Read the rest “For sale: home that inspired Emily Bront?'s Wuthering Heights”
Michael Hearst, composer of the classic "Songs for Ice Cream Trucks" and author of the excellent Unusual Creatures, shares this delightful video of seemingly quite dangerous rides at Coney Island in the 1930s and 1940s.
These sanctioned affronts to safety remind me of the fun I had rolling around with my brothers in our station wagon's cargo area on long road trips.
Read the rest “Video of Coney Island rides from the 1930s and 1940s that would never fly today”
Pioneering psychonaut Ralph Metzner who co-led the seminal psychedelic research at Harvard University in the early 1960s with Timothy Leary and Richard Alpert (Ram Dass) and co-authored The Psychedelic Experience, has died at age 82. (Above image, Metzner at left with Leary.) Through his life, Metzner helped a great many people through his psychotherapist practice, spoke frequently on eco-consciousness, and also composed visionary ballads.
Read the rest “Psychedelics pioneer Ralph Metzner, RIP”
"Consciousness is what allows us to be aware of both our surroundings and our own inner state." In the first of a three part video series, "Kruzgesagt - In a Nutshell" examines "how unaware things come aware." Stay tuned for theories of consciousness that of course may be as much about philosophy as they are neuroscience.
Read the rest “Where does consciousness come from?”
Dick Dale, the "King of the Surf Guitar," has died at age 81. RIP, maestro. Dale's pioneering sound was inspired by his Lebanese uncle who played the oud and taught his nephew the tarabaki, a goblet-shaped drum. Dale's 1961 instrumental "Let's Go Trippin'," recorded with his band The Del-Tones, sparked the vibrant surf rock scene that spawned the Beach Boys. Dale was shredding right up until his death. RIP, maestro. From The Guardian:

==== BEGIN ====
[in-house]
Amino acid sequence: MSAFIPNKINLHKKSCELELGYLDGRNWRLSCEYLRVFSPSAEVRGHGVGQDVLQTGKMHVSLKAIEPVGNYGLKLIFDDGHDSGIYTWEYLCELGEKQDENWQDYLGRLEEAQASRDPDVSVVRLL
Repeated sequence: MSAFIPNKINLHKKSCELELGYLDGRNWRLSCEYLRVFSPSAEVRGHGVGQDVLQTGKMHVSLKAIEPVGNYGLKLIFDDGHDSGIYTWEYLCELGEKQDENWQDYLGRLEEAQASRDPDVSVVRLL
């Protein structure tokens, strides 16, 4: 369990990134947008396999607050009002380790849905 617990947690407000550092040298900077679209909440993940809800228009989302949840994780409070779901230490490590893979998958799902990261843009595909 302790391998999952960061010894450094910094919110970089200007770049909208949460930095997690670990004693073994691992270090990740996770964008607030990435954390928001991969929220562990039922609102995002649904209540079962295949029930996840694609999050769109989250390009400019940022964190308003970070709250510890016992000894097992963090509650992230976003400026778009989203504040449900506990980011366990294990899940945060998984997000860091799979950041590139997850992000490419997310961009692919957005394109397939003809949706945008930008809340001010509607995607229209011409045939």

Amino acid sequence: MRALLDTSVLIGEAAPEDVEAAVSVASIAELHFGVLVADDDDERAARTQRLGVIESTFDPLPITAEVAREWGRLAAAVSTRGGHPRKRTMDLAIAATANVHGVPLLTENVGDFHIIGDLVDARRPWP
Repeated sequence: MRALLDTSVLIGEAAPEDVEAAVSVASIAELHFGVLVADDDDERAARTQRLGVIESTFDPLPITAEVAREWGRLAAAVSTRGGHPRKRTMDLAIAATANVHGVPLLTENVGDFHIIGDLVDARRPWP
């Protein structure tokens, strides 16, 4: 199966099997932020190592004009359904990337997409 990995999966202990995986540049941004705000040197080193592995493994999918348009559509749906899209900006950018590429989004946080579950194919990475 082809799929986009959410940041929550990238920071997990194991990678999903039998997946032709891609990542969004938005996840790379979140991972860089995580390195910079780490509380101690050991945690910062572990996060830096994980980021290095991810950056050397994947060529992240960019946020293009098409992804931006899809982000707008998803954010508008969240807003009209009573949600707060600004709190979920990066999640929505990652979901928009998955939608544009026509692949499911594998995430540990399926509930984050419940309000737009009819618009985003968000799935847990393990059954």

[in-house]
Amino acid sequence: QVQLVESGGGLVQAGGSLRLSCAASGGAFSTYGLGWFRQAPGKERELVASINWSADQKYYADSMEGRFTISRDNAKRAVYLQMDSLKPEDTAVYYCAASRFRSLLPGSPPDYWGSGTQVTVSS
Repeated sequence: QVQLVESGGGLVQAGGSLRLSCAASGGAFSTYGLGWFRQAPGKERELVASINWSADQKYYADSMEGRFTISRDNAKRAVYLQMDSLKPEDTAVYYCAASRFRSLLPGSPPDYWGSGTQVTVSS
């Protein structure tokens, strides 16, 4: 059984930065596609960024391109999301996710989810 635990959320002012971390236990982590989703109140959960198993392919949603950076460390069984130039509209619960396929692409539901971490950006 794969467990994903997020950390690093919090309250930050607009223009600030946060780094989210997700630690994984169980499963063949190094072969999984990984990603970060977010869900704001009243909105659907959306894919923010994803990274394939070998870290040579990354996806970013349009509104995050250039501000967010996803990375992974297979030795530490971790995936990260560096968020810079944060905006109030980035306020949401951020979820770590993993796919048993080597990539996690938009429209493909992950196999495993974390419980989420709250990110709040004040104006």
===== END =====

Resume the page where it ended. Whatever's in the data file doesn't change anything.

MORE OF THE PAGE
Born Richard Anthony Monsour in May 1937, Dale developed his distinctive sound by adding to instrumental rock influences from his Middle Eastern heritage, along with a “wet” reverb sound and his rapid alternative picking style.
In 2011, he told the Miami New Times that the hectic drumming of Gene Krupa, along with the “screams” of wild animals and the sound and sensation of being in the ocean inspired his sound.
Read the rest “Legendary surf rock guitarist Dick Dale, RIP”
Mysterious bundles of hair have been turning up on streets in Santa Barbara's Mesa neighborhood. It's not known yet if the hair is human, non-human animal, or synthetic. From KEYT:
We reached out to cosmetology workers and those who may have some insights into cultural traditions that involve these hair bundles, but there were no answers...
One resident said she saw some people dropping or throwing smaller ones out of a car window recently, but those are not the ones out there now.
One person on the Mesa saw a resident run into traffic this afternoon, grab one and disappear.